Now; let’s consider this from an individual’s role within the organization. If you are in a marketing role and your boss or the president of your company asks you for some data comparing last year’s traffic for a sub-section of your site to the current year, could you provide it? Maybe. If you are in an Information Technology role, and someone from the business side of things asks you for some data, could you provide it? Maybe. Regardless of position, by establishing a process to warehouse logs for 5 years through the help of your IT team, these hypothetical situations, which are not all that hypothetical in today’s tough economic times, would be different. The answer would simply be ‘yes’. While you may not have the knowledge or expertise to answer the questions being asked, with the logs, you’d have the option to outsource the work to someone that does. Without the logs, once again you’re left in a tough situation and will likely be unable to answer the requests.

It’s simple; keep five running years of logs and you’ll always be able to answer questions regarding traffic to your Web site!

Tyler Gibbs
Director, Products and Operations
PublicInsite Web Analytics Inc.

[Editor’s note: This post is part of a series of posts discussing Log File Management. For more on this topic, be sure to read Tyler’s other posts.]

[Editor’s note: This post is part 3 of a series of posts discussing Log File Management. For more on this topic, be sure to read Tyler’s other posts.]

What is different between this blog entry and the previous (called “Log File Formatting, Naming, and Compression – Single-server Environment”) is simply the number of servers in the Web hosting environment. When an organization uses more than one server to host a single Web site, log file management can become a bit more complex as can Web Analytics with these environments.

All the principles behind the log formatting and compression remain the same. The difference becomes in the naming of the files. More specifically, there is an added layer of complexity through the addition of a folder structure. In a single log setup, the log files can be stored with an appropriate name in a single folder. When there is more than one server involved, the logs must be named the same and stored in different folders.

For example, if we have a Web site which is load balanced across 2 servers, we could store the logs on a networked drive as follows:

Server 1 Log:
X:Site LogsServer1access_log-2010-06-01-w01.gz

Server 2 Log:
X:Site LogsServer2access_log-2010-06-01-w01.gz

When managing log file analyzers with multi-server sites, it is common to require the same filename for each day of the logs. The name of the log as well as the data within is how the log analyzer ‘stitches’ the data together. When Server 1 and Server 2 log files have the same naming convention, the log analyzer can parse the logs alphabetically, which in turn happens to also be chronologically by date (when a proper naming convention is used). It is important to understand that if the names are not the exact same for each server log file, the import process in an analytics tool may simply import all the logs chronologically from one server, than from the next. If this happens, the analytics engine is not able to ‘stitch’ together a particular visit (which may include pages served on both servers) as a single visit which results in higher and inaccurate ‘visit’ counts (page views will still remain the same however – a page view is a page view regardless).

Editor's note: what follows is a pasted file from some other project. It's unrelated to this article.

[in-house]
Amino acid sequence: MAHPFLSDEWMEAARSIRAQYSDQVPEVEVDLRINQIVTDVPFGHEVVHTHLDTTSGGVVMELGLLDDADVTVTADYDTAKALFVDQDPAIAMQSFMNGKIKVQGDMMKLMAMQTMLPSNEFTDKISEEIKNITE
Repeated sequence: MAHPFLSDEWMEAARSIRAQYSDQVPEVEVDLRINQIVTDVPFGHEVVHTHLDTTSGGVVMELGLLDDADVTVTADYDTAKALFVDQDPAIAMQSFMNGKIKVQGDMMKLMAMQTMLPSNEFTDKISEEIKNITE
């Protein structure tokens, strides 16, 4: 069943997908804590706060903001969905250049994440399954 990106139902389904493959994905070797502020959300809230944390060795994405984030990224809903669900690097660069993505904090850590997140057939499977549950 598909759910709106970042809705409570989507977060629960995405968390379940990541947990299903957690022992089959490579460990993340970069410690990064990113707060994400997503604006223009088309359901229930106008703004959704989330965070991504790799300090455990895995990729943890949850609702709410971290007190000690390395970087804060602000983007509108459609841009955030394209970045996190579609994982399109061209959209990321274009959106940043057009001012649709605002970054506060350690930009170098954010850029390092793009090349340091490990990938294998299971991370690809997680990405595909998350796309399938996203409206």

Clearly we can see that it is impossible to store the 2 log files in the same folder with the same name, therefore, the need for the folder structure!

In conclusion, if your organization is growing and develops the need for load balancing, keep this in mind as analytics are not always considered as a priority when expanding technology needs for Web sites. It’s not complicated and when done from day one, can save alot of lost data and headaches in the future…

PublicInsite Web Analytics Inc.

[Editor’s note: This post is part 4 of a series of posts discussing Log File Management. For more on this topic, be sure to read Tyler’s other posts.]

Best Practices for Log File Management

Best practices for log file maintenance

Cardinal Path blog post

[Editor’s note: Part of a continuing series about best practices for log file management] There are a variety of forms of security when talking about computers, the Internet, and smart phones. With respect to log files, the security discussed here has less to do with access to the log files, and is more concerned with … Read Full Post

Retrieving Log Files for Remote Hosted Web Sites

Cardinal Path blog post

[Editor’s note: This post is part 6 of a series of posts discussing Log File Management. For more on this topic, be sure to read Tyler’s other posts.] The previous blog entry entitled ‘Remote Hosted Sites and ISP Policies‘ within this series [Best Practices for Log File Management] discussed the challenges with respect to ISP … Read Full Post

Remote Hosted Sites and ISP Policies

Cardinal Path blog post

[Editor’s note: This post is part 5 of a series of posts discussing Log File Management. For more on this topic, be sure to read Tyler’s other posts.] For small, medium, and even large organizations, it is still relatively common to outsource the hosting of one or more Web sites. While this provides many advantages … Read Full Post

Storage is Not an Issue; nor an Excuse.

Cardinal Path blog post

[Editor’s note: This post is part 4 of a series of posts discussing Log File Management. For more on this topic, be sure to read Tyler’s other posts.] It’s not uncommon for a large Web site to have log files in the range of a few hundred megabytes per day. Compressed with a good archiving … Read Full Post

Log File Formatting, Naming, and Compression – Multi-server Environment

Cardinal Path blog post

[Editor’s note: This post is part 3 of a series of posts discussing Log File Management. For more on this topic, be sure to read Tyler’s other posts.] What is different between this blog entry and the previous (called “Log File Formatting, Naming, and Compression – Single-server Environment”) is simply the number of servers in … Read Full Post